Financial secrets uncovered: Pandora Papers published, the most extensive leak covering every corner of the world

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The International Consortium of Investigative Journalists (ICIJ) published its “most comprehensive exposition of financial secrets” on Sunday. The extensive journalistic work was called the Pandora Papers and is the result of the analysis of more than 11.9 million leaked documents that “cover every corner of the world.”

More than 600 reporters from 117 countries and 150 media outlets took part in the investigation, marking the largest collaboration in ICIJ history.

“Offshore machinery operates in every corner of the planet”

One of the main conclusions of the journalistic work is that “the machinery of ‘offshore’ money operates in every corner of the planet, including the largest democracies in the world.” “Among the main players in the system are elite institutions – multinational banks, law firms and accounting firms – based in the United States and Europe”, indicates the ICIJ.

According to one of the Pandora Papers documents, banks around the world helped their clients create at least 3,926 companies in tax havens with the help of a Panamanian law firm, called Alemán, Cordero, Galindo & Lee, directed by a former US ambassador “The firm, also known as Alcogal, created at least 312 companies in the British Virgin Islands for clients of US financial services giant Morgan Stanley,” reporters say.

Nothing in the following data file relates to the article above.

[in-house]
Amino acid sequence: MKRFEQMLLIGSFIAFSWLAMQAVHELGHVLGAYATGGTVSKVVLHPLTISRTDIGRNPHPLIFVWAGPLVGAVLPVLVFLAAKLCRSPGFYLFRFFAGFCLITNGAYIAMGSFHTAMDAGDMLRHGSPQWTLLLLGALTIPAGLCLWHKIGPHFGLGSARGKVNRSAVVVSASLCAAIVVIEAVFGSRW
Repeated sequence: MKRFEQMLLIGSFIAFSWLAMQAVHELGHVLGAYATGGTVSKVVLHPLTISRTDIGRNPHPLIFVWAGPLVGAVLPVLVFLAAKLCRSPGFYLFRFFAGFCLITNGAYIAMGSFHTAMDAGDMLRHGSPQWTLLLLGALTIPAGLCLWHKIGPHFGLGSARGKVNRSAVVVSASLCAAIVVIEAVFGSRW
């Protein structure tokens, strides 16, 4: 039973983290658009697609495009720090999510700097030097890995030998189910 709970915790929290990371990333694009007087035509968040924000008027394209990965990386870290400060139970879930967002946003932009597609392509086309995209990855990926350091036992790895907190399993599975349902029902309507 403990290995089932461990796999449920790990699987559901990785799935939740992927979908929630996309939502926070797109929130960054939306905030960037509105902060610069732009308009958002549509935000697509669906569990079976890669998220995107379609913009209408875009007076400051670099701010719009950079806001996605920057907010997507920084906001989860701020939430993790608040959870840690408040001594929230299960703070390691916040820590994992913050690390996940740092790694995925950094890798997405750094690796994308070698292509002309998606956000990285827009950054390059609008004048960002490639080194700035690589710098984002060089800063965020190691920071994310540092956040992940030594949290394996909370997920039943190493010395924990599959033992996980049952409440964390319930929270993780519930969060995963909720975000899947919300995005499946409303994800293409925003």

The leaked files expose the financial secrets and ‘offshore’ procedures of 35 current and former presidents, more than 100 billionaires and more than 300 high-ranking public officials, such as ministers, judges, mayors and military leaders from more than 90 countries.

  • In 2016, the ICIJ already shocked the world with the Panama Papers, and this time the Panamanian government has apparently taken precautions to mitigate the potential damage that the new revelations could bring. Through the law firm Benesch, Fridlander, Coplan & Aronoff Llp, the authorities of the Central American country tried to dialogue with the journalistic consortium, reported The Panama Star.
  • “Before continuing, you should be aware that the previous media coverage initiated by the ICIJ used a false and defamatory term (that is, the ‘Panama Papers’) that caused great damage to Panama,” wrote the representatives of the firm in his letter of September 16, quoted by the newspaper. “The Government of Panama is determined to act so that this falsehood is not repeated by the ICIJ or any other means of communication,” they added.
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